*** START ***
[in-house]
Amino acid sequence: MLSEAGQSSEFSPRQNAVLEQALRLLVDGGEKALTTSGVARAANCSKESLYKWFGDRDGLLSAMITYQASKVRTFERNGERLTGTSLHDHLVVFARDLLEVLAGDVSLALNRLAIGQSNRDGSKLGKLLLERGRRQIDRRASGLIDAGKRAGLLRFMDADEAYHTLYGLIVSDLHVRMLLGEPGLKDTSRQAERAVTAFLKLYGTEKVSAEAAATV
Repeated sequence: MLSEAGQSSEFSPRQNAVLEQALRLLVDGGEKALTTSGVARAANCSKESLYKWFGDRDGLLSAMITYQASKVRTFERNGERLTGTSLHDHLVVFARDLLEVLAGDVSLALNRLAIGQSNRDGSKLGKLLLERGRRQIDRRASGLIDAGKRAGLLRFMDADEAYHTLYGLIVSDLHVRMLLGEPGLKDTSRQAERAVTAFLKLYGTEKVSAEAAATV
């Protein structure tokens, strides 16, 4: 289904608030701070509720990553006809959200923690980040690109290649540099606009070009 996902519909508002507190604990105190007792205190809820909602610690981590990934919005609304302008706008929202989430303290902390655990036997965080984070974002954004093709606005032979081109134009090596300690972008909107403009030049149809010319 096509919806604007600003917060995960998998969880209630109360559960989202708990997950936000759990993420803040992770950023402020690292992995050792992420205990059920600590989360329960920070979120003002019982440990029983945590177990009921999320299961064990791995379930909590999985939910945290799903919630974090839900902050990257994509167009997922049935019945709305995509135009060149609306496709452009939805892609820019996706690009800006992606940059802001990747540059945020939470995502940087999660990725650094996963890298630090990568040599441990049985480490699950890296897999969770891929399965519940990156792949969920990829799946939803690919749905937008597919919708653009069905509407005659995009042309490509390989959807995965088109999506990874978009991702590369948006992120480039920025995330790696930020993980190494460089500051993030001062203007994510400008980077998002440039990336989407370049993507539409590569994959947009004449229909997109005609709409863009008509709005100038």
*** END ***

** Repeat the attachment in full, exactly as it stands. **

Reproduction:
[in-house]
Amino acid sequence: MLSEAGQSSEFSPRQNAVLEQALRLLVDGGEKALTTSGVARAANCSKESLYKWFGDRDGLLSAMITYQASKVRTFERNGERLTGTSLHDHLVVFARDLLEVLAGDVSLALNRLAIGQSNRDGSKLGKLLLERGRRQIDRRASGLIDAGKRAGLLRFMDADEAYHTLYGLIVSDLHVRMLLGEPGLKDTSRQAERAVTAFLKLYGTEKVSAEAAATV
Repeated sequence: MLSEAGQSSEFSPRQNAVLEQALRLLVDGGEKALTTSGVARAANCSKESLYKWFGDRDGLLSAMITYQASKVRTFERNGERLTGTSLHDHLVVFARDLLEVLAGDVSLALNRLAIGQSNRDGSKLGKLLLERGRRQIDRRASGLIDAGKRAGLLRFMDADEAYHTLYGLIVSDLHVRMLLGEPGLKDTSRQAERAVTAFLKLYGTEKVSAEAAATV
């Protein structure tokens, strides 16, 4: 289904608030701070509720990553006809959200923690980040690109290649540099606009070009 996902519909508002507190604990105190007792205190809820909602610690981590990934919005609304302008706008929202989430303290902390655990036997965080984070974002954004093709606005032979081109134009090596300690972008909107403009030049149809010319 096509919806604007600003917060995960998998969880209630109360559960989202708990997950936000759990993420803040992770950023402020690292992995050792992420205990059920600590989360329960920070979120003002019982440990029983945590177990009921999320299961064990791995379930909590999985939910945290799903919630974090839900902050990257994509167009997922049935019945709305995509135009060149609306496709452009939805892609820019996706690009800006992606940059802001990747540059945020939470995502940087999660990725650094996963890298630090990568040599441990049985480490699950890296897999969770891929399965519940990156792949969920990829799946939803690919749905937008597919919708653009069905509407005659995009042309490509390989959807995965088109999506990874978009991702590369948006992120480039920025995330790696930020993980190494460089500051993030001062203007994510400008980077998002440039990336989407370049993507539409590569994959947009004449229909997109005609709409863009008509709005100038």